An extremely rare stenciled bed cloth attracted serious attention from folk art dealers from around the country at Timothy Gould’s local estate auction conducted February 21. A prime selection of Americana fresh from the estate along with a wide assortment of rdf_Descriptions that could have, and in some cases should have, gone to the trash brought out an absolutely overflowing crowd.
The sale began with a an assortment of household rdf_Descriptions sold in a true old-fashion ring-style auction out in the parking lot with everything from wash tubs and linens to the family automobile sold. The last rdf_Description sold prior to the sale moving indoors was the stepladder the auctioneer had used to call from.
Once the auction had moved indoors from the parking lot, more than one customer openly wondered if the structure could withstand the weight from both the merchandise and the “packed like sardines” crowd. People stood three and four deep around the outside of the hall from front to rear, were packed in the rear vestibule and every seat in the room was occupied.
At precisely noon things got serious as Tim Gould strode up along side the podium and began explaining the history of the estate. “We are selling the contents of the lifelong home and barn of Dorothy Sanborn Waugh of Vienna, Maine,” stated Gould who added that the estate was multigenerational. Gould spoke briefly about the history of the family, apologized for the overcrowded conditions, and then got right into the meat of the sale with the offering of a coveted piece of stoneware. The three-gallon Gardiner, Maine, stoneware ovoid jug marked R. Thompson was decorated with a large cobalt flower on stalk growing from the ground. Gould looked for an opening bid of $400 and it was off to the races with several in the crowd trying to get the local piece. It ended up selling at $1,760 to a buyer three-deep in the crowd in the rear of the room. Another Gardiner jug to be sold was a Lyman and Clark three-gallon ovoid with large floral decoration in ochre that also sold to a buyer in the rear of the room for $1,980.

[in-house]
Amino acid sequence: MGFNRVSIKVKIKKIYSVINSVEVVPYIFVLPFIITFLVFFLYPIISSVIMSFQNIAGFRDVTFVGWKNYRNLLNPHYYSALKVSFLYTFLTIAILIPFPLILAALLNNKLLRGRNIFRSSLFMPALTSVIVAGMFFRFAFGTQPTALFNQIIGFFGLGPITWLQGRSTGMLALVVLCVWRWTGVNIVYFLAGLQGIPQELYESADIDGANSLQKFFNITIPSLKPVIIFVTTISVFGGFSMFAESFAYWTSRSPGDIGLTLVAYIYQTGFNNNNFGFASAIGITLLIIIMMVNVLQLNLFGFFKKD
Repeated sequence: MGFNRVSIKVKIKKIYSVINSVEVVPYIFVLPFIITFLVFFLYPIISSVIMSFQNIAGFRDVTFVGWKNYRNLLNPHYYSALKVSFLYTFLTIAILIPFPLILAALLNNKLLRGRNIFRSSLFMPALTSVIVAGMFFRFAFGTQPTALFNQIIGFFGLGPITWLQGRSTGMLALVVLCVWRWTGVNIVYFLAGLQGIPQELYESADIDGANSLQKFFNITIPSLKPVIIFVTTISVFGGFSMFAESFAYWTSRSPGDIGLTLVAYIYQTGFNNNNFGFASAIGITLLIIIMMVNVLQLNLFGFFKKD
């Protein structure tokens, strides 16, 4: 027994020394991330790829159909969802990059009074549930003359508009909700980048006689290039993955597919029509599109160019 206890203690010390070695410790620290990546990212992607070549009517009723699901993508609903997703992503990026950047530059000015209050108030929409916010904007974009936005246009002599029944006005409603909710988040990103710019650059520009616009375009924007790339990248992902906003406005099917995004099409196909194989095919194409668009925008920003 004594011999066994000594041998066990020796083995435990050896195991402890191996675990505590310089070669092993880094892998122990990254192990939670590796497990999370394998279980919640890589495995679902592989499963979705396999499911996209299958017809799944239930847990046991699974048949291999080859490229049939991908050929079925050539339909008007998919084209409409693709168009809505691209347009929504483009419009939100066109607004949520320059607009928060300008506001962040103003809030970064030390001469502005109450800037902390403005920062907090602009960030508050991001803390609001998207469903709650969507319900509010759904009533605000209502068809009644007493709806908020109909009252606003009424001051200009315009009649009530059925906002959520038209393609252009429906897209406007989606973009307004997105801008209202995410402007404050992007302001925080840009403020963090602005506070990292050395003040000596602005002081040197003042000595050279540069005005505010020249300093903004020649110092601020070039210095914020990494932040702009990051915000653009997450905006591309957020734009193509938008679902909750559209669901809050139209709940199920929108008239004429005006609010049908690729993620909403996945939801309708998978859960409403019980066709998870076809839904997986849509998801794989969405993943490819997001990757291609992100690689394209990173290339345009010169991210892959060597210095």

A country sign, probably from the 40s or 50s, said to have been erected on the estate advertising fresh eggs and fowl, did well at $2,200, a colorful geometric hooked rug went out at $550, a folky apple tray in old red paint brought $880, a six-board blanket box with bootjack ends in old green paint $1,760 and a grain painted Maine chest sold at $1,100 despite having been cut-down.
An hour into the sale, Gould stopped the auction and related the story behind the one rdf_Description that had attracted national attention to this small country auction, the stenciled bed cloth.
The rare piece had been discovered by the auctioneer in the drawer of a 1930s waterfall bureau while he was cleaning out the estate and Gould speculated that it had gone untouched for the better part of the last century. Found in near mint condition, the bed cloth was comprised of a piece of Nineteenth Century muslin and decorated in a Baltimore album quilt style, although no quilting was actually used on the well-executed piece. The decoration, instead, consisted entirely of colorful watercolor and pigment stenciled panels depicting an ornate tree of life, birds in trees eating fruit, and baskets of fruits surrounded by vines with large clusters of ripe grapes.